Sport England: 'This girl can' is more vital than ever in age of Instagram influencers

Unrealistic images on social media pose threat to organisation's effort to close gender gap in exercise.

'This girl can': latest TV spot launches later this week
'This girl can': latest TV spot launches later this week

Sport England is calling on brands, media and influencers to show more realistic and diverse imagery of women to promote sport and physical activity, as it marks the fifth anniversary of "This girl can"

Since its launch, the celebrated "This girl can" campaign has helped lead the way in making advertising and marketing more inclusive and representative of the full spectrum of women. But, along the way, Sport England has had to contend with a major threat to that effort: unrealistic and negative images perpetuated by social media. 

That is one reason why Sport England says "This girl can" is still necessary. New research from the organisation reveals that 63% of women who see slim, toned bodies on social media say this has a negative impact on them, while 24% who follow fitness influencers say they make them feel bad about themselves. 

Less than one-fifth (18%) of women find fitness influencers relatable. But there is a clear appetite for more relatable content online, with participants saying they would feel positive about women on social media posting about exercising without make-up, sweating and discussing how they overcame challenges to being active. 

"Since we launched the campaign, the world has changed", with more advertising and media depicting a diversity of body shapes and sizes, Lisa O’Keefe, director of insight at Sport England, said at a launch event on Tuesday for the latest spot. Yet, as much as social media can provide a "powerful tool" for talking to women, it can often alienate them as well, she warned. 

"Some of the images [on social media] can be offputting or make women feel bad about themselves," O’Keefe said. 

"This girl can", which aims to close the gender gap in sport and physical activity, will return to TV on 17 January. Created by FCB Inferno, the ad is set to Offence by British rapper Little Simz and features a montage of real women exercising, including stars from previous spots. 

Sport England has also partnered Unilever-owned women’s deodorant Sure, which has released a limited-edition "This girl can" antiperspirant. Sure is sponsoring a new online activity finder to help women find accessible ways of getting active in their area.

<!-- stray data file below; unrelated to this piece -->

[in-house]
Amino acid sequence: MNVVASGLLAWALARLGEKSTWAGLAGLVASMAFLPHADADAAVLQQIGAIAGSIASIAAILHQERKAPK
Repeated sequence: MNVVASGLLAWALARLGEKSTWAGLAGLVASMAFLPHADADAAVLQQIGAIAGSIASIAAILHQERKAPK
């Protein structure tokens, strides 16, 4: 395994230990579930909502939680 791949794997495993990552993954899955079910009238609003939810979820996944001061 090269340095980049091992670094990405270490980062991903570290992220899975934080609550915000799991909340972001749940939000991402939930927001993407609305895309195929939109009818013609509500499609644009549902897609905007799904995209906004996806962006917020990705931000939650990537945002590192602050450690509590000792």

While previous "This girl can" ads focused on helping women overcome individual judgments and practical concerns, the latest spot addresses the wider societal issues that can still hold women back from being regularly active. The campaign tackles subjects such as motherhood, periods, menopause and LGBT+ and disability inclusion. 

Such barriers have meant that while the gender gap in fitness has narrowed – Sport England claims that "This girl can" has inspired or supported three million women to get active over the past five years – there is still a long way to go in closing it completely. 

"‘This girl can’ has always been about empowerment. From the name of the brand to the attitude that comes with it, we set out to create a movement for all women of every age, background, ethnicity and body type to face down the fear of being judged by society and to get out there and get active," Owen Lee, chief creative officer at FCB Inferno, said. "Always fiercely authentic, we avoided using models or actresses and set out to tell real women’s stories in a real way."

When it was time to develop the next phase, however, the team found that the advertising landscape has become "cluttered" with images of "real" people, Sarah Lefkowith, a creative at FCB Inferno, said. So while representation of women may have improved, Sport England decided to extend the campaign’s focus to examine bigger issues in society that might still be preventing them from taking up sport. 

Over the years, Sport England has found that it is not enough to simply show images of authentic women to inspire them to sustain exercise, O’Keefe said. In the beginning, the organisation believed that simply talking about the fear of judgment that many women have when it comes to sport would erase their anxiety. However, through its research and campaign, Sport England discovered that many who show up to exercise are still struggling with that fear and may have even disregarded some types of activities because they believed they weren’t suited to them. 

"Don’t take it for granted that because a woman turns up, it’s job done. We have to learn to better understand and manage that fear of judgment and reach out in a way that reassures all women that they’ll be welcome," O’Keefe said. 

Upon seeing images of women exercising, some viewers may also assume that there are special circumstances that allow other women to keep fit, such as better access to childcare, O’Keefe explained. That is why for this instalment of the campaign, Sport England has gone to greater lengths to bring to life the vast diversity of experiences and challenges that women overcome to be active. For example, the spot features a mother of three who regularly plays netball, thanks to the support of her partner and community. 

In advertising, "there is a danger that we think it’s job done with showing images", O’Keefe added.

O’Keefe recalled meeting a woman whose husband, after seeing a previous "This girl can" ad on TV, asked her about her own relationship with exercise for the first time. She told him that she had been wanting to take up yoga and he began supporting her so that she could take the time out to try a new activity. 

"That’s the power of this campaign," O’Keefe said. "We hope it prompts conversations and changes in people’s homes."